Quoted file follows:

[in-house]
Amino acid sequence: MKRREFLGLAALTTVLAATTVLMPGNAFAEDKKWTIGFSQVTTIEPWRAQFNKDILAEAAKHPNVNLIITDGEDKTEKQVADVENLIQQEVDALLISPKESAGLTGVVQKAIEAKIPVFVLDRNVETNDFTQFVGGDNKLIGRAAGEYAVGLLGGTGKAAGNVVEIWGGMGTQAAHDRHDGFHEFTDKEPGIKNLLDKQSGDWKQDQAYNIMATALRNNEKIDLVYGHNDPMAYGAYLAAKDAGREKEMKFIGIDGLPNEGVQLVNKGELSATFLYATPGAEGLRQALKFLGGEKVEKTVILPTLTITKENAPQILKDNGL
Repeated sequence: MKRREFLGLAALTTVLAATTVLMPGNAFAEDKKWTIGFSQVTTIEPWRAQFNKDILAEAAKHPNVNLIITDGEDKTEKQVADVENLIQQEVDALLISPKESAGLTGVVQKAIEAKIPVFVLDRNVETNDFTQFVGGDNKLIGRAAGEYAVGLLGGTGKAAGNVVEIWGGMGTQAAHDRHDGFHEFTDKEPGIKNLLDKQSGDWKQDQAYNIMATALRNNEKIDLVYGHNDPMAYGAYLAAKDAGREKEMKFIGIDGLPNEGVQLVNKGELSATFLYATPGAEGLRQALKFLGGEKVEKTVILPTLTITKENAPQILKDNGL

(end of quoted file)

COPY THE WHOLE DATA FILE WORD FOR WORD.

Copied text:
[in-house]
Amino acid sequence: MKRREFLGLAALTTVLAATTVLMPGNAFAEDKKWTIGFSQVTTIEPWRAQFNKDILAEAAKHPNVNLIITDGEDKTEKQVADVENLIQQEVDALLISPKESAGLTGVVQKAIEAKIPVFVLDRNVETNDFTQFVGGDNKLIGRAAGEYAVGLLGGTGKAAGNVVEIWGGMGTQAAHDRHDGFHEFTDKEPGIKNLLDKQSGDWKQDQAYNIMATALRNNEKIDLVYGHNDPMAYGAYLAAKDAGREKEMKFIGIDGLPNEGVQLVNKGELSATFLYATPGAEGLRQALKFLGGEKVEKTVILPTLTITKENAPQILKDNGL
Repeated sequence: MKRREFLGLAALTTVLAATTVLMPGNAFAEDKKWTIGFSQVTTIEPWRAQFNKDILAEAAKHPNVNLIITDGEDKTEKQVADVENLIQQEVDALLISPKESAGLTGVVQKAIEAKIPVFVLDRNVETNDFTQFVGGDNKLIGRAAGEYAVGLLGGTGKAAGNVVEIWGGMGTQAAHDRHDGFHEFTDKEPGIKNLLDKQSGDWKQDQAYNIMATALRNNEKIDLVYGHNDPMAYGAYLAAKDAGREKEMKFIGIDGLPNEGVQLVNKGELSATFLYATPGAEGLRQALKFLGGEKVEKTVILPTLTITKENAPQILKDNGL